Nina Chanel Abney:
Eyes to the Front
Nina Chanel Abney uses witty, one-of-a-kind iconography to explore contemporary debates around identity and race.
A media pundit pushes buttons to get
a reaction, sure, but also to force a point
of view. When Nina Chanel Abney pushes buttons – and she does that a lot – it’s not so clear what she wants from you. Abney’s works are visually alluring. They have the rhythm of a Keith Haring mural, with an arresting play of colour. But what she paints is provocative, confusing and violent. They are, as she puts it, easy to swallow but hard to digest.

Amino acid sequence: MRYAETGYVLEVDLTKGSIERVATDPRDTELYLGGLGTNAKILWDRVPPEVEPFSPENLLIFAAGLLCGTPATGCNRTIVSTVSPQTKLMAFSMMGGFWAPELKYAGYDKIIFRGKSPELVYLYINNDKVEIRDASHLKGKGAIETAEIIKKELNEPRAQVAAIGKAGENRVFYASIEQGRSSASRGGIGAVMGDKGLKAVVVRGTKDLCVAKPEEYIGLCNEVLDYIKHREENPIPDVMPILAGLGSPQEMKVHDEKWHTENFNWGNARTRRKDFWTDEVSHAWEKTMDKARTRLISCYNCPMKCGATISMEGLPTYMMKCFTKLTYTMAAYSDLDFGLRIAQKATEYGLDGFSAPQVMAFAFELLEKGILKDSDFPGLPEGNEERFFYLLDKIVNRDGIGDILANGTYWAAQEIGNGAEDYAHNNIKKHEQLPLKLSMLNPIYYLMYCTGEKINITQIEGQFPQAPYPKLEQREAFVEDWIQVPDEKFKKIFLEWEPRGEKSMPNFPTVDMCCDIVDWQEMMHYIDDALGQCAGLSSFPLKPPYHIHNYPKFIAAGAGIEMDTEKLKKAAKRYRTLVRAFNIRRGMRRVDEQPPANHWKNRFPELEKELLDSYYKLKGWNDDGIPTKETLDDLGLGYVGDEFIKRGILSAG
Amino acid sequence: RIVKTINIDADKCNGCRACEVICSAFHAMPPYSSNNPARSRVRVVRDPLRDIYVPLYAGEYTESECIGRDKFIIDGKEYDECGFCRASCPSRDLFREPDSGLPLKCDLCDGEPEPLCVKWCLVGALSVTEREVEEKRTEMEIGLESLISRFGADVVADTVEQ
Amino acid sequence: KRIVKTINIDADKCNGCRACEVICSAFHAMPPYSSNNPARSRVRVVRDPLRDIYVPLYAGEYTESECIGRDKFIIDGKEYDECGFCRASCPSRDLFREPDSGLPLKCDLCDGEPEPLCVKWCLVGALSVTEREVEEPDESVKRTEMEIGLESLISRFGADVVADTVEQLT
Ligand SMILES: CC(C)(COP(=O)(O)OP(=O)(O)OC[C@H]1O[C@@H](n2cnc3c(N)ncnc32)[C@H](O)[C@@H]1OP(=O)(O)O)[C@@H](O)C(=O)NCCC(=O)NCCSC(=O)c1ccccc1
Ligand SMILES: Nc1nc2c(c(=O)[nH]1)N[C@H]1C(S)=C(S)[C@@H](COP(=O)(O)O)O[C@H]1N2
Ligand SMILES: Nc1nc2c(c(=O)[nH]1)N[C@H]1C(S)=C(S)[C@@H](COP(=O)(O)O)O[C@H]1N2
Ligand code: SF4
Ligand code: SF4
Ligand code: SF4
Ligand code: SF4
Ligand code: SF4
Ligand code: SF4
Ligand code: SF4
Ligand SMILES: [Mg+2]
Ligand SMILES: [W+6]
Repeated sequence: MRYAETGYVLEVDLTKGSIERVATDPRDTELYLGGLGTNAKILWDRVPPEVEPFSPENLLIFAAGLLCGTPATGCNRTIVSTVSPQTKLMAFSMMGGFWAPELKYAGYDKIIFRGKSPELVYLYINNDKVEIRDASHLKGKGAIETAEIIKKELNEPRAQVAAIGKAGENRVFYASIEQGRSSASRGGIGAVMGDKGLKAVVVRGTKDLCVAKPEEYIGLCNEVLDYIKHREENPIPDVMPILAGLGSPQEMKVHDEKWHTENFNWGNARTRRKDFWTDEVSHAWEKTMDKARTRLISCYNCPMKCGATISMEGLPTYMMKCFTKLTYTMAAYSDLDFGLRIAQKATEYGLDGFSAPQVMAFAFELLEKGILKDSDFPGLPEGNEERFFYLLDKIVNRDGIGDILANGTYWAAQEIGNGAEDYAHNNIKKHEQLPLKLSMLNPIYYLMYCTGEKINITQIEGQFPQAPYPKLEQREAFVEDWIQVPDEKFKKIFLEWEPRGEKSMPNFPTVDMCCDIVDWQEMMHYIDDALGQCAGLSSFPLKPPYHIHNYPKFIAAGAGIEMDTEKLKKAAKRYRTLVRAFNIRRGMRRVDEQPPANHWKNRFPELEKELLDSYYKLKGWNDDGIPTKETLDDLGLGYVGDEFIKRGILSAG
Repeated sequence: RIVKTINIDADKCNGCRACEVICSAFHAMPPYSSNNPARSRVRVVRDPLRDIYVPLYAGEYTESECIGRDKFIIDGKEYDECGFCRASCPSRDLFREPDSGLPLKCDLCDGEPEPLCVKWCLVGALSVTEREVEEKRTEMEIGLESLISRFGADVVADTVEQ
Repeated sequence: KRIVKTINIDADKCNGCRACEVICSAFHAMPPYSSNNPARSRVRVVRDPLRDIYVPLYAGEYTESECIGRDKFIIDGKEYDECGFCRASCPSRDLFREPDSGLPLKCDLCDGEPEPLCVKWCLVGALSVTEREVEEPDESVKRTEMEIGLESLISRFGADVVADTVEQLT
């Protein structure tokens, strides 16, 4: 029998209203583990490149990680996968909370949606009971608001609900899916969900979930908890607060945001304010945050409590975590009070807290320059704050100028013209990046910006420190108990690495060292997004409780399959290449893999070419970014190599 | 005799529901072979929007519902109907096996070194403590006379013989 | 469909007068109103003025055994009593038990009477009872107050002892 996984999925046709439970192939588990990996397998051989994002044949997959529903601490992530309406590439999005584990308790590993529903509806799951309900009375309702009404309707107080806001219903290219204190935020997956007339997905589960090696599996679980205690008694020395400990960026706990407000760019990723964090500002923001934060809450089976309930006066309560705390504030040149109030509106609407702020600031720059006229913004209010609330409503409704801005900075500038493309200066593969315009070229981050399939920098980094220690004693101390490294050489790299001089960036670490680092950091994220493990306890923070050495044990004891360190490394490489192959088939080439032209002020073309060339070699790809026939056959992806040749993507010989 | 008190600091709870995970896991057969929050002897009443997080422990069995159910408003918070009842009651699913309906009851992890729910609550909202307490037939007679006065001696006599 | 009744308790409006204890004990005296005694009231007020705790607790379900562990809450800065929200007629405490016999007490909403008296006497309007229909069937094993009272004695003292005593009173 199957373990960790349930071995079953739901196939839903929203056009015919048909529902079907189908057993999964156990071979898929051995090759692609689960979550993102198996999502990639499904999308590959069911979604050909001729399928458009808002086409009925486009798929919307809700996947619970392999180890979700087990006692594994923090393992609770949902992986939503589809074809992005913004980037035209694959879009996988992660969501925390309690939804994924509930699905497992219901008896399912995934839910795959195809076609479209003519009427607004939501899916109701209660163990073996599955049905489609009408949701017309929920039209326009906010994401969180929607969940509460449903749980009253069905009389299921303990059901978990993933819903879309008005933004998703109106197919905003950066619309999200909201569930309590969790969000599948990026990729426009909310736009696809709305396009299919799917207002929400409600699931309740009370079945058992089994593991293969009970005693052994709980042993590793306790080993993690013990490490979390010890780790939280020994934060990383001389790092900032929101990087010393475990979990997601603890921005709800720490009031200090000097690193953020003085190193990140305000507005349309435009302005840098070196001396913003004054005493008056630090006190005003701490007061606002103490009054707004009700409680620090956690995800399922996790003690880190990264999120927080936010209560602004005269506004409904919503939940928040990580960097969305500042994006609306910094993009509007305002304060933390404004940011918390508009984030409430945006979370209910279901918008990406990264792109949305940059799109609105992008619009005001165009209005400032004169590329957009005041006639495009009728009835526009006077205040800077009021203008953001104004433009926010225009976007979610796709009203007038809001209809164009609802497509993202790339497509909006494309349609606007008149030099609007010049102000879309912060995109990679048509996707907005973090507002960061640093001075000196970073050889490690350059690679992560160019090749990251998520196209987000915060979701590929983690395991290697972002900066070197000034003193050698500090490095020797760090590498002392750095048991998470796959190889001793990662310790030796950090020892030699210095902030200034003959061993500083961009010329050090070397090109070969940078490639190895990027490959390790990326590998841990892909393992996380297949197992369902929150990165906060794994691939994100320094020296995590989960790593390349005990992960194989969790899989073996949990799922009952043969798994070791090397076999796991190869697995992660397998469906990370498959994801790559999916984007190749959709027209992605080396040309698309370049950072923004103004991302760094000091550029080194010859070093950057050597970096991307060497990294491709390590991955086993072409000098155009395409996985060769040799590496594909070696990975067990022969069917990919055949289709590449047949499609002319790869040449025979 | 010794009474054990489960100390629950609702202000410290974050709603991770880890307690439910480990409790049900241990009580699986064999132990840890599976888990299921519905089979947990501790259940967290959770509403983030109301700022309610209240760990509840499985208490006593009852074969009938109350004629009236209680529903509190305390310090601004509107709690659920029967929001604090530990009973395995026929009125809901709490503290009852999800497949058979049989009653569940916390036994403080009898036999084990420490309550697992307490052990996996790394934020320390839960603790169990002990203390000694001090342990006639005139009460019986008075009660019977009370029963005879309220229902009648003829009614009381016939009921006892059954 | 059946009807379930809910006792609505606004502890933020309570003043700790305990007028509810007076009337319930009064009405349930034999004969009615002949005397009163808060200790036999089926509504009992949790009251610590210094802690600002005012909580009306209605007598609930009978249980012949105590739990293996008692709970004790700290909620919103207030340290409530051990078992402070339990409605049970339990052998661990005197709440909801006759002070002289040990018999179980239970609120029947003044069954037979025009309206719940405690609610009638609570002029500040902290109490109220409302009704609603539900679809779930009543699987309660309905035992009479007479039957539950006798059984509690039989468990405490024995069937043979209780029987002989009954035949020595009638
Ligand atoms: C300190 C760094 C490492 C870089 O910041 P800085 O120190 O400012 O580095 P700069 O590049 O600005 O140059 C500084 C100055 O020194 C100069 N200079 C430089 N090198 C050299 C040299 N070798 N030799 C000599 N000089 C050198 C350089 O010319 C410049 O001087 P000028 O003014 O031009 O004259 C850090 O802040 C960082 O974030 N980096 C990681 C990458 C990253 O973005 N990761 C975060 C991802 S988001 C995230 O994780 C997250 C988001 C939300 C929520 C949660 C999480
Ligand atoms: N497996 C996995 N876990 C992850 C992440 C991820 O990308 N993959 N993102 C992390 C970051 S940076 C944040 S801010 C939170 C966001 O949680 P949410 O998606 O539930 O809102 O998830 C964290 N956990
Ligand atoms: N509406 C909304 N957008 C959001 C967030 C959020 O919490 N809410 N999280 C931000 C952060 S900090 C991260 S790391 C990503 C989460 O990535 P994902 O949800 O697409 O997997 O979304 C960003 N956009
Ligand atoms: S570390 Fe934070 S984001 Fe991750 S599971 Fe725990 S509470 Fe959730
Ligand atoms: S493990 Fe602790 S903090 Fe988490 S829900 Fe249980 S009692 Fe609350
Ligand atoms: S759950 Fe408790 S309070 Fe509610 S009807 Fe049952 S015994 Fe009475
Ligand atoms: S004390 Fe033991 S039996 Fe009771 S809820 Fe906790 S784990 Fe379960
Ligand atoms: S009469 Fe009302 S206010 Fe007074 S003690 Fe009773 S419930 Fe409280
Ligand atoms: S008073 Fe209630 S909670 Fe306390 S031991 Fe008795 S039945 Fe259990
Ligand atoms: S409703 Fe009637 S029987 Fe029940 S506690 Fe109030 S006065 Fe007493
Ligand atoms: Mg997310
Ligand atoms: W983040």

Still in her 30s, the New York-based artist has enjoyed an astronomical rise. Her 10-year survey, Royal Flush, has been touring the United States since 2017, and is now on show for the last time at the Neuberger Museum of Art in New York. The survey includes paintings, watercolours and collage and opens with the work that started it all: Class of 2007 (2007), a kind of school photo of her MFA cohort at New York’s Parsons School of Design. But Abney flipped things to paint herself as a white guard and her classmates as black prison guards. It was an act that knitted together a critique of both art education and the disproportionate incarceration of people of colour, and the work was quickly selected for the notable touring exhibition 30 Americans. A decade later, Abney was showing at the Palais de Tokyo in Paris, and the Gwangju Biennale in South Korea. Right now in the United States, in addition to Royal Flush, Abney has a solo exhibition of her work at Florida’s Norton Museum of Art and a mural at... Subscribe to read this article in full
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